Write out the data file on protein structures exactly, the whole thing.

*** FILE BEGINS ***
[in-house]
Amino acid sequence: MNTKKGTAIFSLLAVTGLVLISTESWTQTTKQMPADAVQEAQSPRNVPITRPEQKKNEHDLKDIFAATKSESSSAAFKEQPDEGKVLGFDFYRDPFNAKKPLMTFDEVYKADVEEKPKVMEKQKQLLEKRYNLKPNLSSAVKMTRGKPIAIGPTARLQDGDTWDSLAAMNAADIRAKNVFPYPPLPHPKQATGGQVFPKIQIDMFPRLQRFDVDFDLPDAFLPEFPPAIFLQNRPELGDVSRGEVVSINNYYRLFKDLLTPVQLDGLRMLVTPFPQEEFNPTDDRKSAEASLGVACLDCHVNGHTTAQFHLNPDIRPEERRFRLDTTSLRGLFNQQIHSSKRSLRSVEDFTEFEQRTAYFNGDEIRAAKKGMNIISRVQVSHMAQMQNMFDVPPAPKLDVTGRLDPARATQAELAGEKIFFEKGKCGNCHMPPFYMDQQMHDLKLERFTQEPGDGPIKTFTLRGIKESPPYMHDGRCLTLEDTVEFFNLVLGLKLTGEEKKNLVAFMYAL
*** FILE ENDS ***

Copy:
[in-house]
Amino acid sequence: MNTKKGTAIFSLLAVTGLVLISTESWTQTTKQMPADAVQEAQSPRNVPITRPEQKKNEHDLKDIFAATKSESSSAAFKEQPDEGKVLGFDFYRDPFNAKKPLMTFDEVYKADVEEKPKVMEKQKQLLEKRYNLKPNLSSAVKMTRGKPIAIGPTARLQDGDTWDSLAAMNAADIRAKNVFPYPPLPHPKQATGGQVFPKIQIDMFPRLQRFDVDFDLPDAFLPEFPPAIFLQNRPELGDVSRGEVVSINNYYRLFKDLLTPVQLDGLRMLVTPFPQEEFNPTDDRKSAEASLGVACLDCHVNGHTTAQFHLNPDIRPEERRFRLDTTSLRGLFNQQIHSSKRSLRSVEDFTEFEQRTAYFNGDEIRAAKKGMNIISRVQVSHMAQMQNMFDVPPAPKLDVTGRLDPARATQAELAGEKIFFEKGKCGNCHMPPFYMDQQMHDLKLERFTQEPGDGPIKTFTLRGIKESPPYMHDGRCLTLEDTVEFFNLVLGLKLTGEEKKNLVAFMYAL